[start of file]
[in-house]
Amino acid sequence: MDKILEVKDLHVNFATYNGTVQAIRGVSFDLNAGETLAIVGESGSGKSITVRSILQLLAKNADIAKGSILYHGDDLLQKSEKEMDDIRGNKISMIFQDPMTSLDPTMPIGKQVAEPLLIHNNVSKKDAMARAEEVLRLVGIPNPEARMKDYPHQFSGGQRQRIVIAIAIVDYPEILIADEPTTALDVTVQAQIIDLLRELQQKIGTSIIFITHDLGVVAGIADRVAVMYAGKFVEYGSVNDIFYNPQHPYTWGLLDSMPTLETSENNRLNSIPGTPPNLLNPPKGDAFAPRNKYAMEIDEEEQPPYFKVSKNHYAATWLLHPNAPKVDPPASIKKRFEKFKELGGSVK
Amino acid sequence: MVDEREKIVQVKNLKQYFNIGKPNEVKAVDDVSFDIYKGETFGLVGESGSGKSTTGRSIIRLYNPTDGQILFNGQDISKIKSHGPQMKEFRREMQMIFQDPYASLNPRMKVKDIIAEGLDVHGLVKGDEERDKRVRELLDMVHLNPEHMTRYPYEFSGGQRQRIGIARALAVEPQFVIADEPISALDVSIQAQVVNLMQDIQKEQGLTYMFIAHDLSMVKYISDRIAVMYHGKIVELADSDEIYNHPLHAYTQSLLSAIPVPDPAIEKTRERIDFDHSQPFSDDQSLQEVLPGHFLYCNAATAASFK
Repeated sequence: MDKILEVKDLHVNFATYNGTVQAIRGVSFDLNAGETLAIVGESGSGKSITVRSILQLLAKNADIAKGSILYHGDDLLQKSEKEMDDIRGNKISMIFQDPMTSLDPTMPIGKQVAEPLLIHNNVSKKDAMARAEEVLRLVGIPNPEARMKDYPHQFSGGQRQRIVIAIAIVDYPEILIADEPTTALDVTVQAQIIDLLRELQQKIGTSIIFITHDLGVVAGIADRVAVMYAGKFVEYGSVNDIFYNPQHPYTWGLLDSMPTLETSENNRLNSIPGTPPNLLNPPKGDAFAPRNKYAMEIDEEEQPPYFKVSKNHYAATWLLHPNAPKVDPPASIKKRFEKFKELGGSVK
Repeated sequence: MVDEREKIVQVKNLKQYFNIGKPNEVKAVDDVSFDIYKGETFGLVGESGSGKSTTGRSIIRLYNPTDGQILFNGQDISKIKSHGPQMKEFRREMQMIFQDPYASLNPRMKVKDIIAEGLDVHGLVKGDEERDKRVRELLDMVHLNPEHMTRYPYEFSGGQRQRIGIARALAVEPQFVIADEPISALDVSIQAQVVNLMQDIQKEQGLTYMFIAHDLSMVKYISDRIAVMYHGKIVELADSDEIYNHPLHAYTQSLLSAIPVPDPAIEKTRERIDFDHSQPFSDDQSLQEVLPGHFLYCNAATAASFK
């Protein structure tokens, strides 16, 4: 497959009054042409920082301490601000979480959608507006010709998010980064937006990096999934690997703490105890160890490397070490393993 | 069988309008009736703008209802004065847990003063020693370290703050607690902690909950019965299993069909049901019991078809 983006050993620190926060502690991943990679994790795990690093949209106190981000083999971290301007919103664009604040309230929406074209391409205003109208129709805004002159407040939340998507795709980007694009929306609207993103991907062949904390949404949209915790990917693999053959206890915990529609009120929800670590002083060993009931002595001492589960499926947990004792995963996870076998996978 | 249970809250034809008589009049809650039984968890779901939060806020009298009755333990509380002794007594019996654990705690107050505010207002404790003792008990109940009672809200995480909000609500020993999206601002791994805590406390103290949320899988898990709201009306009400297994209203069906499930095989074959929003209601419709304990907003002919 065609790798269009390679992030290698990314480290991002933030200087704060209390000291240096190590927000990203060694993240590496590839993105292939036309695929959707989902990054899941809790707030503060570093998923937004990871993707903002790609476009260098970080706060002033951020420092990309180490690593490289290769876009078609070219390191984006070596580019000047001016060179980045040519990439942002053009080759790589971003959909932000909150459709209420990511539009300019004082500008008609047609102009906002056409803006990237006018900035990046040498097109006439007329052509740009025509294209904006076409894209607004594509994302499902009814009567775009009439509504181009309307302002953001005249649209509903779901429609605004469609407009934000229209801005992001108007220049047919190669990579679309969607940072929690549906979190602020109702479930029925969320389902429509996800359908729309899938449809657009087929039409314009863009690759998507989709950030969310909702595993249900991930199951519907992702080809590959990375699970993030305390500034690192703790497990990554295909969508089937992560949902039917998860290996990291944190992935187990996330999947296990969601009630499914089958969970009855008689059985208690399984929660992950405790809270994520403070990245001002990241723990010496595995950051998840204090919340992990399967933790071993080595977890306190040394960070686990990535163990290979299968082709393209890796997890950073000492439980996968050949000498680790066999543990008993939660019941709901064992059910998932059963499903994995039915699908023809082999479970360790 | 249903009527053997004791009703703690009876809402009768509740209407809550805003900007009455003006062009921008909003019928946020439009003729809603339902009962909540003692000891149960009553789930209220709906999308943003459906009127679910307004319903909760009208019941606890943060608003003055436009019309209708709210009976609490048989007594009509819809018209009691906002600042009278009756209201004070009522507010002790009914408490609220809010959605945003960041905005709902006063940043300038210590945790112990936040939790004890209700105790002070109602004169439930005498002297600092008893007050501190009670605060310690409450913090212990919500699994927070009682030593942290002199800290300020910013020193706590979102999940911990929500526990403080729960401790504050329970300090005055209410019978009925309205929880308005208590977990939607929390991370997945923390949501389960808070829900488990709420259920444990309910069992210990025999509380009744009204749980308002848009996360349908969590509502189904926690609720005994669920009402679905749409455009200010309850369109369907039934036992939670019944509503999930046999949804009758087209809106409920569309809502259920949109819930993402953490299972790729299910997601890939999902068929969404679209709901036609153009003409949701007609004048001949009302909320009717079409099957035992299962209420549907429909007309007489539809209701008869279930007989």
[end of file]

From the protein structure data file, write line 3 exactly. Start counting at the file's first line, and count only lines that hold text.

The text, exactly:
Amino acid sequence: MVDEREKIVQVKNLKQYFNIGKPNEVKAVDDVSFDIYKGETFGLVGESGSGKSTTGRSIIRLYNPTDGQILFNGQDISKIKSHGPQMKEFRREMQMIFQDPYASLNPRMKVKDIIAEGLDVHGLVKGDEERDKRVRELLDMVHLNPEHMTRYPYEFSGGQRQRIGIARALAVEPQFVIADEPISALDVSIQAQVVNLMQDIQKEQGLTYMFIAHDLSMVKYISDRIAVMYHGKIVELADSDEIYNHPLHAYTQSLLSAIPVPDPAIEKTRERIDFDHSQPFSDDQSLQEVLPGHFLYCNAATAASFK